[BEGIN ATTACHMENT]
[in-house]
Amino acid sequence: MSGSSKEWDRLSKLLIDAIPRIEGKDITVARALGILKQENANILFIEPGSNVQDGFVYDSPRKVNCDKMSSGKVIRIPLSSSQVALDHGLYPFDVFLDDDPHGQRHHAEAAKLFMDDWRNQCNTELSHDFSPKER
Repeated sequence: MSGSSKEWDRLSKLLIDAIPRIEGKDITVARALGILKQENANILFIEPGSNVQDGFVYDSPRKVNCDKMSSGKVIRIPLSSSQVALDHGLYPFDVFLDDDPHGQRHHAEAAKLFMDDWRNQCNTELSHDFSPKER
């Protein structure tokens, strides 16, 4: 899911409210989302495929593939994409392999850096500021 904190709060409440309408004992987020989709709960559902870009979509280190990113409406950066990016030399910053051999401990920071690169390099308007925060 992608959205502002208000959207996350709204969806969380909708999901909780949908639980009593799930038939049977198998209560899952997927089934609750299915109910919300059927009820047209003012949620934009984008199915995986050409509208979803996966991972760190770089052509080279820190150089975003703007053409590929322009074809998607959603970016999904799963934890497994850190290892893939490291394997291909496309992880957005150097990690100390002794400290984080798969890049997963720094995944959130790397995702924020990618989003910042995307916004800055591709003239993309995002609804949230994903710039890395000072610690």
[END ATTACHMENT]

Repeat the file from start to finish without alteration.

[in-house]
Amino acid sequence: MSGSSKEWDRLSKLLIDAIPRIEGKDITVARALGILKQENANILFIEPGSNVQDGFVYDSPRKVNCDKMSSGKVIRIPLSSSQVALDHGLYPFDVFLDDDPHGQRHHAEAAKLFMDDWRNQCNTELSHDFSPKER
Repeated sequence: MSGSSKEWDRLSKLLIDAIPRIEGKDITVARALGILKQENANILFIEPGSNVQDGFVYDSPRKVNCDKMSSGKVIRIPLSSSQVALDHGLYPFDVFLDDDPHGQRHHAEAAKLFMDDWRNQCNTELSHDFSPKER
């Protein structure tokens, strides 16, 4: 899911409210989302495929593939994409392999850096500021 904190709060409440309408004992987020989709709960559902870009979509280190990113409406950066990016030399910053051999401990920071690169390099308007925060 992608959205502002208000959207996350709204969806969380909708999901909780949908639980009593799930038939049977198998209560899952997927089934609750299915109910919300059927009820047209003012949620934009984008199915995986050409509208979803996966991972760190770089052509080279820190150089975003703007053409590929322009074809998607959603970016999904799963934890497994850190290892893939490291394997291909496309992880957005150097990690100390002794400290984080798969890049997963720094995944959130790397995702924020990618989003910042995307916004800055591709003239993309995002609804949230994903710039890395000072610690």